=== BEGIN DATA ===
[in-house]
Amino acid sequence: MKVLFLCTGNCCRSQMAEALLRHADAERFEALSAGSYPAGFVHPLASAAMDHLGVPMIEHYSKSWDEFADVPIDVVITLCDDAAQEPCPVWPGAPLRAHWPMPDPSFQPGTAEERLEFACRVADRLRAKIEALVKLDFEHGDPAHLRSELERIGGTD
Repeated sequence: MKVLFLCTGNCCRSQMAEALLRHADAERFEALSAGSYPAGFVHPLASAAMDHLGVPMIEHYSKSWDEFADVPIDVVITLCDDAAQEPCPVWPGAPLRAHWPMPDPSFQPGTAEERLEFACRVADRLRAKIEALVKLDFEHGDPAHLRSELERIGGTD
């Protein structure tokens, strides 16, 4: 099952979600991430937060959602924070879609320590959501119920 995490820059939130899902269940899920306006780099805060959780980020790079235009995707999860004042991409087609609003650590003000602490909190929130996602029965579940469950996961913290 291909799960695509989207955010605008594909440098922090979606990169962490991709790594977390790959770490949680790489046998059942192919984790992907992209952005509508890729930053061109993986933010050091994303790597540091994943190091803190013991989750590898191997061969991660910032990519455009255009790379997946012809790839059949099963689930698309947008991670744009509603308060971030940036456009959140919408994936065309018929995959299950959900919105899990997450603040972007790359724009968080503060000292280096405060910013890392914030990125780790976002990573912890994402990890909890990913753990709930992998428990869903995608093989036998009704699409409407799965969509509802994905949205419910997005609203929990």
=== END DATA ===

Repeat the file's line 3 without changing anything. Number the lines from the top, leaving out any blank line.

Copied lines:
Repeated sequence: MKVLFLCTGNCCRSQMAEALLRHADAERFEALSAGSYPAGFVHPLASAAMDHLGVPMIEHYSKSWDEFADVPIDVVITLCDDAAQEPCPVWPGAPLRAHWPMPDPSFQPGTAEERLEFACRVADRLRAKIEALVKLDFEHGDPAHLRSELERIGGTD